"Making decisions in complex landscapes: Headwater stream management across multiple agencies using structured decision making"
Wednesday, November 19, 2014 | 10:30 am
Or join us LIVE: 134 Morrill Science Center Conference Room, UMass Amherst
Rachel Katz, UMass Amherst
Postdoctoral Associate, Department of Environmental Conservation, UMass Amherst
There is growing evidence that headwater stream ecosystems are vulnerable to changing climate and land use, but their conservation is challenged by the need to address the threats at a landscape scale, often through coordination with multiple management agencies and landowners. A decision faced by managers of headwater systems is how to best manage stream habitats to maximize their suitability for multiple species of conservation concern, including stream salamanders and brook trout, which occur in different parts of a stream network, are affected by both the terrestrial landscape and each other, and are likely influenced by future climate change. Because streams and terrestrial habitats are linked, decisions relating to forest management are often linked with stream ecosystem outcomes. Regional management authorities have two important scales of management objectives: long-term objectives that operate at the regional scale and short-term objectives that operate at the local scale and reflected in agency mandates and missions. Identifying obstacles to and opportunities for shared decision making among resource agencies and managers may lead to improvements in the selection of optimal management strategies for landscape-scale resources.This project provides an example of cooperative landscape decision-making to address the conservation of headwater stream ecosystems in the face of climate change using case studies from two watersheds in the northeastern U.S.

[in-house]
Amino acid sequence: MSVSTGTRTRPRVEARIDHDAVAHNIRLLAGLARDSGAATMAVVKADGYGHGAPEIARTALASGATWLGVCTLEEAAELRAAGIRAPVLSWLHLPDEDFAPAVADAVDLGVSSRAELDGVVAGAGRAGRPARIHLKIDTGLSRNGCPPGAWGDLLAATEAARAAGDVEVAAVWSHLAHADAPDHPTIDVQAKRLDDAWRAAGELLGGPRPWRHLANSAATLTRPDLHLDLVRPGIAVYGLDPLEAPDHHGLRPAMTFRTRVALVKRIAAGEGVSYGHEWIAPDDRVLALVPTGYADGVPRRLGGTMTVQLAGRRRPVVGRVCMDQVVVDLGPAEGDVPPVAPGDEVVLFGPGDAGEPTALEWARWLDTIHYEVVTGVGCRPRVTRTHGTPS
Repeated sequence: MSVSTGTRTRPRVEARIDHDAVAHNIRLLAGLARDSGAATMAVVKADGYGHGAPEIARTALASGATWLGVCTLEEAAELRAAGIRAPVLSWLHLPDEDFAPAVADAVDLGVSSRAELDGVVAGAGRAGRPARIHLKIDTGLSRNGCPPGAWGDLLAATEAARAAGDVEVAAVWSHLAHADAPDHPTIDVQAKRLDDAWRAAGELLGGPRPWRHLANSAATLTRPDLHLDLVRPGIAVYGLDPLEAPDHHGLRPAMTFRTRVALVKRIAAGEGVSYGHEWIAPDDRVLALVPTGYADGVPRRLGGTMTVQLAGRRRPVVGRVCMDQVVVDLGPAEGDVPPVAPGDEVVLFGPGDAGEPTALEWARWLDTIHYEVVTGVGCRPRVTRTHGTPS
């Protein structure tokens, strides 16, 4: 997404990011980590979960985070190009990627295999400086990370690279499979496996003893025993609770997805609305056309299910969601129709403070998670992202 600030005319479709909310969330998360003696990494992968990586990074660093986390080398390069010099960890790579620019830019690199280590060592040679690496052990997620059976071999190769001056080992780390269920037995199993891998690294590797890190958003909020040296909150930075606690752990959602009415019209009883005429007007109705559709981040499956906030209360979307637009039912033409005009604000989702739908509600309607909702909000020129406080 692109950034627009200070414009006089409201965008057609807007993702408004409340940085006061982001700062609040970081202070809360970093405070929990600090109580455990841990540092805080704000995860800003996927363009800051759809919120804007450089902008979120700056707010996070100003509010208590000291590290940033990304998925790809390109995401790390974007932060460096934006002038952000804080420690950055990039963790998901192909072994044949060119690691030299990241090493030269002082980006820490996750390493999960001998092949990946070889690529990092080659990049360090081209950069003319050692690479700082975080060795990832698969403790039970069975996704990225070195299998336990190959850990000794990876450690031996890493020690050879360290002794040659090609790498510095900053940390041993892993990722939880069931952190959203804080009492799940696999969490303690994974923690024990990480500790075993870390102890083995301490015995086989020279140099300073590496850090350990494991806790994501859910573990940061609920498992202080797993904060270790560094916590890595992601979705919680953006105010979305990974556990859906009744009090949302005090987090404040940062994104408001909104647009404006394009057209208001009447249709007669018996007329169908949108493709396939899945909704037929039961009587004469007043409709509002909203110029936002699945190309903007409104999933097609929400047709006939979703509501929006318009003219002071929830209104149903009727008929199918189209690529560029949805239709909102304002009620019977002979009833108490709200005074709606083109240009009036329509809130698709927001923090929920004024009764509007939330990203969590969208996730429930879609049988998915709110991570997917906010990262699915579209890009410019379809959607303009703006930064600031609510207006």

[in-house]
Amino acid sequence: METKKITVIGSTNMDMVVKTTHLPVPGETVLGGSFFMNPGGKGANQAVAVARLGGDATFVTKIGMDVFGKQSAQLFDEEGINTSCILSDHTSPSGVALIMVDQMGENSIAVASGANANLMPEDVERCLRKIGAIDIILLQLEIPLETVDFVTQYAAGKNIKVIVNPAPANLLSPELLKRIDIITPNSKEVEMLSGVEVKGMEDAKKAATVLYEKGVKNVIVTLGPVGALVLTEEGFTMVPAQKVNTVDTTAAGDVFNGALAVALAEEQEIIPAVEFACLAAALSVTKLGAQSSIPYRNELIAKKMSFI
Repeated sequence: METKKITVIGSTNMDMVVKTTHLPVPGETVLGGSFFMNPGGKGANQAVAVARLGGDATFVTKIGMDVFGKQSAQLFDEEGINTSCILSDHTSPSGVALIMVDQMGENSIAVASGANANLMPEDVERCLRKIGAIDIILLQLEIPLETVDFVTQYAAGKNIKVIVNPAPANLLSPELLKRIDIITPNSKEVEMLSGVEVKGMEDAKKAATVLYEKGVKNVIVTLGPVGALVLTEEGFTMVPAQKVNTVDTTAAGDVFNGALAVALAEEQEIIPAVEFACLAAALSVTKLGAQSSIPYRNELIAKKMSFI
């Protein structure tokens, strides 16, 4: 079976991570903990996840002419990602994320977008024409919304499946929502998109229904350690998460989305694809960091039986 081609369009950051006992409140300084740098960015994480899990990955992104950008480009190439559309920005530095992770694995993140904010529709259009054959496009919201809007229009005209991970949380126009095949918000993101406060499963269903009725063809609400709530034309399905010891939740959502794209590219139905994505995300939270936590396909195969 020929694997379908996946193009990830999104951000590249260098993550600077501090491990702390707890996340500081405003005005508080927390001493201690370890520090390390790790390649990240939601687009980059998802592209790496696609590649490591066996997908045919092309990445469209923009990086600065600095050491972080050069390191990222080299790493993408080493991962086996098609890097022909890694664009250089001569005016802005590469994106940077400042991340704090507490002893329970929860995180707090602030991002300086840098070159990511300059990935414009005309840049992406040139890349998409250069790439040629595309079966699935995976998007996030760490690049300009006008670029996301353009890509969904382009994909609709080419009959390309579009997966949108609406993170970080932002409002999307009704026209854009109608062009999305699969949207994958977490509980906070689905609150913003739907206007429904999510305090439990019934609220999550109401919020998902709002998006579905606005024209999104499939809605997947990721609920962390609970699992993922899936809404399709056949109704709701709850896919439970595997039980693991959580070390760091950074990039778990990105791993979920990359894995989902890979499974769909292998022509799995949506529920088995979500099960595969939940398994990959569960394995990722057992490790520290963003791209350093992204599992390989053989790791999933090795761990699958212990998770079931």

Rachel A. Katz is a post-doctoral researcher with the University of Massachusetts-Amherst Massachusetts Fish and Wildlife Cooperative Research Unit and the Northeast Amphibian Research and Monitoring Initiative (NE ARMI) at the USGS Patuxent Wildlife Research Center. She recently completed her dissertation at the Odum School of Ecology at the University of Georgia, where she studied flow-ecology relationships to better inform streamflow management. Specifically, her research focused on quantifying the influence of streamflow and geomorphology dynamics on fish population dynamics in southeastern US streams. During her doctoral studies, she also worked with the USFWS National Conservation Training Center and USGS to frame and develop decision-making tools for a wide range of conservation problems that involved multiple natural resource managers and scientists. She recently began her post-doctoral work at UMASS, which will explore the benefits of and barriers to large scale collaborative conservation for the protection northeastern headwater streams.
--> Visit the project page: http://necsc.umass.edu/projects/making-decisions-complex-landscapes-headwater-stream-management-across-multiple-agencies